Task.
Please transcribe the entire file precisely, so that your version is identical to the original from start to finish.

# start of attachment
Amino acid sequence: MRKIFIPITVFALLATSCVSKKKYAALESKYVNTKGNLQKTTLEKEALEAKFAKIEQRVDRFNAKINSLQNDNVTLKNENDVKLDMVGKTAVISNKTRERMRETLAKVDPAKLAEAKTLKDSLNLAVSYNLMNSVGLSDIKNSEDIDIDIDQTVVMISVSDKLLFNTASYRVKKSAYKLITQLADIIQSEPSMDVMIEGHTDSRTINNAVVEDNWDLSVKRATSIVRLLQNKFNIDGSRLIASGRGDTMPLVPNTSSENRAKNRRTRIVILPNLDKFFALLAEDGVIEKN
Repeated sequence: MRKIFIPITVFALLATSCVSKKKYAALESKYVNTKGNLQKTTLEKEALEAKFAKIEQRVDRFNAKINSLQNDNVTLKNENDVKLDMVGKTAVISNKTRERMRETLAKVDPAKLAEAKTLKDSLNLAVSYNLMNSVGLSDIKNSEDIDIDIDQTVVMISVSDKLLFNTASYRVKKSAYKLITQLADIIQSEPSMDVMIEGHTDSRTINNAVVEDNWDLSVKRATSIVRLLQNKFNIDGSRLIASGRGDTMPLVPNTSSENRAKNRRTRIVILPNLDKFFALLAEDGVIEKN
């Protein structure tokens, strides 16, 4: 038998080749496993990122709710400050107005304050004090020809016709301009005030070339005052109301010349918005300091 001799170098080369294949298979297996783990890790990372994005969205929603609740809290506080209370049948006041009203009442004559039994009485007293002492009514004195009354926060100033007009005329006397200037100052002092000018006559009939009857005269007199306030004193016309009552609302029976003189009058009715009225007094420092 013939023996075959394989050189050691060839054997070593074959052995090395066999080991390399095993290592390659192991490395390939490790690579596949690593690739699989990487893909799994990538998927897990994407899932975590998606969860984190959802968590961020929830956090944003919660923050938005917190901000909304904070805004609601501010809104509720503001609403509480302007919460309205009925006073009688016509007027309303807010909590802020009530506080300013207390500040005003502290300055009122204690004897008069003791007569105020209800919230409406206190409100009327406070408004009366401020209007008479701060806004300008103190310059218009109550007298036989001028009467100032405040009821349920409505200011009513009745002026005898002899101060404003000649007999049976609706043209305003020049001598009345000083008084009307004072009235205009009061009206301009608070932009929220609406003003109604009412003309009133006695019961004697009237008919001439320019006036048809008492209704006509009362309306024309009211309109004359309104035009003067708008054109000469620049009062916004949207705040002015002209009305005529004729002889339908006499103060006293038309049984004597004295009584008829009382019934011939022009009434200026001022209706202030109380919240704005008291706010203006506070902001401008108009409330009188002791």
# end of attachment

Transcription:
Amino acid sequence: MRKIFIPITVFALLATSCVSKKKYAALESKYVNTKGNLQKTTLEKEALEAKFAKIEQRVDRFNAKINSLQNDNVTLKNENDVKLDMVGKTAVISNKTRERMRETLAKVDPAKLAEAKTLKDSLNLAVSYNLMNSVGLSDIKNSEDIDIDIDQTVVMISVSDKLLFNTASYRVKKSAYKLITQLADIIQSEPSMDVMIEGHTDSRTINNAVVEDNWDLSVKRATSIVRLLQNKFNIDGSRLIASGRGDTMPLVPNTSSENRAKNRRTRIVILPNLDKFFALLAEDGVIEKN
Repeated sequence: MRKIFIPITVFALLATSCVSKKKYAALESKYVNTKGNLQKTTLEKEALEAKFAKIEQRVDRFNAKINSLQNDNVTLKNENDVKLDMVGKTAVISNKTRERMRETLAKVDPAKLAEAKTLKDSLNLAVSYNLMNSVGLSDIKNSEDIDIDIDQTVVMISVSDKLLFNTASYRVKKSAYKLITQLADIIQSEPSMDVMIEGHTDSRTINNAVVEDNWDLSVKRATSIVRLLQNKFNIDGSRLIASGRGDTMPLVPNTSSENRAKNRRTRIVILPNLDKFFALLAEDGVIEKN
């Protein structure tokens, strides 16, 4: 038998080749496993990122709710400050107005304050004090020809016709301009005030070339005052109301010349918005300091 001799170098080369294949298979297996783990890790990372994005969205929603609740809290506080209370049948006041009203009442004559039994009485007293002492009514004195009354926060100033007009005329006397200037100052002092000018006559009939009857005269007199306030004193016309009552609302029976003189009058009715009225007094420092 013939023996075959394989050189050691060839054997070593074959052995090395066999080991390399095993290592390659192991490395390939490790690579596949690593690739699989990487893909799994990538998927897990994407899932975590998606969860984190959802968590961020929830956090944003919660923050938005917190901000909304904070805004609601501010809104509720503001609403509480302007919460309205009925006073009688016509007027309303807010909590802020009530506080300013207390500040005003502290300055009122204690004897008069003791007569105020209800919230409406206190409100009327406070408004009366401020209007008479701060806004300008103190310059218009109550007298036989001028009467100032405040009821349920409505200011009513009745002026005898002899101060404003000649007999049976609706043209305003020049001598009345000083008084009307004072009235205009009061009206301009608070932009929220609406003003109604009412003309009133006695019961004697009237008919001439320019006036048809008492209704006509009362309306024309009211309109004359309104035009003067708008054109000469620049009062916004949207705040002015002209009305005529004729002889339908006499103060006293038309049984004597004295009584008829009382019934011939022009009434200026001022209706202030109380919240704005008291706010203006506070902001401008108009409330009188002791």